The structure of conscience may be briefly summarized in terms of an agent, a patient, a client, and an associate. The agent is the person in whom the attitude of approval or disapproval is enacted; the patient is the person to whom the attitude is addressed; the client is the person or persons in whose behalf the attitude is taken; the associate is the person or persons who share the attitude. Each person plays all four of these interchangeable roles. He is approver and approved; client and intercessor; principal and associate.

Through his conscience a person not only approves others, and is approved by others, participates in the approval of others, and suffers if with others, but, as part of the approving group to which he belongs, imposes its collective approval on himself. He enjoys an “easy conscience” or he suffers remorse. When a person is thus himself a channel by which the social conscience is applied to himself, he is a party to it. He joins the ranks of his friends or his enemies; like the man within a stronghold who takes the side of the besiegers, the social conscience bores from within. This analysis recognizes no separation of the social and the personal conscience. There is no conscience that is not both. An attitude which is only personal, plays a highly important role in the disruption or alteration of conscience, but until it has won a widespread agreement it is at most a conscience in the making.

Conscience taken as a sanction, that is, as a mode of social control, is distinguished by the fact that the attitude of favor or disfavor is unexecuted. It is a sign, and not a fulfillment — a hint, intimation, threat or promise, conveyed by a word, or gesture. “A word to the wise is sufficient.” The attitude of conscience may be conveyed by the subtlest facial expression, by the jaundiced eye, by intent watchfulness, by ironical laughter, by sly insinuations.

The degree of the force of conscience is increased rather than diminished by its lack of explicitness. The manifestly directed blow is less dangerous than the blow which may fall one knows not where; the specified injury is less menacing than the general attitude of hostility, whose applications are variable. Similarly, friendship is better than any particular kindness, and a hostile god, whose all-pervasive disfavor may manifest itself anywhere at any time is more to be feared than a god who will send you to hell if you break one of his specific commandments. The letter can be appeased, circumvented or endured; the former leaves no avenue of hope. By the same token, if God thinks well of you, is your friend, is on your side, who or what can prevail against you? This intimation of diffused friendliness or enmity is so powerful a force as to suffice for long periods of time, and for the majority of mankind, to control conduct in the total absence of overt rewards and penalties.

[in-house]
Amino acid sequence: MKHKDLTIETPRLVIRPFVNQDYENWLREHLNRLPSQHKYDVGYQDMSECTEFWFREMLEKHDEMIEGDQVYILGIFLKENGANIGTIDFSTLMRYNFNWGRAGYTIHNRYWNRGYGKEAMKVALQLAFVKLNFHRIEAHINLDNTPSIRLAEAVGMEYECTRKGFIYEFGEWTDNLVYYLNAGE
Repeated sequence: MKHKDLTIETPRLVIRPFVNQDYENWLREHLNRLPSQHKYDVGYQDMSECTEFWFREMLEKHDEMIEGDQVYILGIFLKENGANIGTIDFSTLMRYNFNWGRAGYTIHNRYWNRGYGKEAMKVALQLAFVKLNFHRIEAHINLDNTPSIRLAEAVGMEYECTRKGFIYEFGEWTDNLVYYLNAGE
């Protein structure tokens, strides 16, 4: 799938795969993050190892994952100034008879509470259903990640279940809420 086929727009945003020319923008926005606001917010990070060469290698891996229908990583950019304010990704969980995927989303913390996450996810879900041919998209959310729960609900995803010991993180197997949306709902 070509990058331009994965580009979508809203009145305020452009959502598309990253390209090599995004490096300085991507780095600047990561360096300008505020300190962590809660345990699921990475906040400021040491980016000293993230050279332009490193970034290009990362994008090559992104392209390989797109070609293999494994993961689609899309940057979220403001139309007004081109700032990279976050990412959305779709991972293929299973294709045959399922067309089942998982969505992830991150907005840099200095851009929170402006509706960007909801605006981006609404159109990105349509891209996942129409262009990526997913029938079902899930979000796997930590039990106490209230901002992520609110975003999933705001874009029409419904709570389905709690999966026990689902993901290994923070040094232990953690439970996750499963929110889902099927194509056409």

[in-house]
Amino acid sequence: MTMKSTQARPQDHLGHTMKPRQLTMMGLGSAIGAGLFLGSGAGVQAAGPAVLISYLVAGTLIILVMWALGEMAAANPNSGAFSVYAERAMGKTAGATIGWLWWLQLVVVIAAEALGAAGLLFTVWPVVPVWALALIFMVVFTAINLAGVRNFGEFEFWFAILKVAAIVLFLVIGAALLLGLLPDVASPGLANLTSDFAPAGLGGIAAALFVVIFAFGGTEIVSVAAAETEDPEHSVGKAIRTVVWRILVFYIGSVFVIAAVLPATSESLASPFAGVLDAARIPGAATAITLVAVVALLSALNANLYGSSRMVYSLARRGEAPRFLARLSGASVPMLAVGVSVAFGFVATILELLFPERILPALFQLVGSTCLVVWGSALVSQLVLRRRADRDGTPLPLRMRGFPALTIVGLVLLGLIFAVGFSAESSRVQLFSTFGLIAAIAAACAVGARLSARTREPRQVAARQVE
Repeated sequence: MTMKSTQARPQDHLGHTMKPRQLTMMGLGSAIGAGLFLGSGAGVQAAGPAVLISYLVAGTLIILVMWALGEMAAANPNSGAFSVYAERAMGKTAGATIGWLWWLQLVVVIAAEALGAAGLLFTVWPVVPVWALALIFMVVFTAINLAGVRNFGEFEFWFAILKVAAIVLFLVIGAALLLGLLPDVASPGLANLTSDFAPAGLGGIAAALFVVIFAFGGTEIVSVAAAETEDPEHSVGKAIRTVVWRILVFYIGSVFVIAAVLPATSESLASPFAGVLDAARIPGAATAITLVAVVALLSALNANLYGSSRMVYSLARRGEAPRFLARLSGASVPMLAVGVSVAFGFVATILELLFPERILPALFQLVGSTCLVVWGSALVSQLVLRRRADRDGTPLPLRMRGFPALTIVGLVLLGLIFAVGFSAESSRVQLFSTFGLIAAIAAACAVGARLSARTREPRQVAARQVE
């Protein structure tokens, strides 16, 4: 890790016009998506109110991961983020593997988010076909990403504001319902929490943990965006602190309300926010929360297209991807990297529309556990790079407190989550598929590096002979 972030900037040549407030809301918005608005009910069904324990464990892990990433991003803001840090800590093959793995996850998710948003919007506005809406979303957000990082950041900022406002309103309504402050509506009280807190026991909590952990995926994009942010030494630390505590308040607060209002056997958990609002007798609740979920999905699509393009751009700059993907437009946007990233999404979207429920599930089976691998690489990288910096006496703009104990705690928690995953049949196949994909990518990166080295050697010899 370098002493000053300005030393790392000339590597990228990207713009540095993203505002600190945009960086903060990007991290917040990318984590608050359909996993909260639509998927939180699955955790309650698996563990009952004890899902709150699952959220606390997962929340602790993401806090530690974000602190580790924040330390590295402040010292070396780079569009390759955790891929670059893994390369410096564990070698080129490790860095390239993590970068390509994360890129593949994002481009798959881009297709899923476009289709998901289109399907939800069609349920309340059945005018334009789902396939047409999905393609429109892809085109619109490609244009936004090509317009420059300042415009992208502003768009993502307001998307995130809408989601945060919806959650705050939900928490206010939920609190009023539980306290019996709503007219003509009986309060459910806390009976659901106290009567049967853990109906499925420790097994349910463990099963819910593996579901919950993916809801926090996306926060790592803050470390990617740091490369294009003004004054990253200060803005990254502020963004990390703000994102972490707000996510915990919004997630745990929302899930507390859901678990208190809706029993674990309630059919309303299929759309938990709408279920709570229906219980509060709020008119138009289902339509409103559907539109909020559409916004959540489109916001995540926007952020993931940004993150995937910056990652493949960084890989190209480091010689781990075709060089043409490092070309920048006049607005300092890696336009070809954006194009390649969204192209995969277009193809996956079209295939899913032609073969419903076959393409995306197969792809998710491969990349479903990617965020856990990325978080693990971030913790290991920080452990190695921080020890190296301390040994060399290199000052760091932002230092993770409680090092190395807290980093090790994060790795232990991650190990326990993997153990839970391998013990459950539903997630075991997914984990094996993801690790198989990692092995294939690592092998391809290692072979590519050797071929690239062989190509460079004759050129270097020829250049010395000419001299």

The pressures of conscience are proportional to the resistances which it has to overcome. Because there is an inertia of selfishness, conscience bestows a premium on unselfishness and self-sacrifice. Because certain appetites are strong, their excesses are severely reprobated. So conscience tends to be associated in men's minds with the enjoyment of public applause or with the pangs and shames of remorse. But these extremes of emphasis (reflecting the ratio of moral demand and supply) do not measure the moral value of conscience. If it so happened that men, whether by nature or by education, were so happily attuned to the collective approvals and disapprovals as to require no penalties and bribes, but only guidance, they would be ruled by conscience none the less.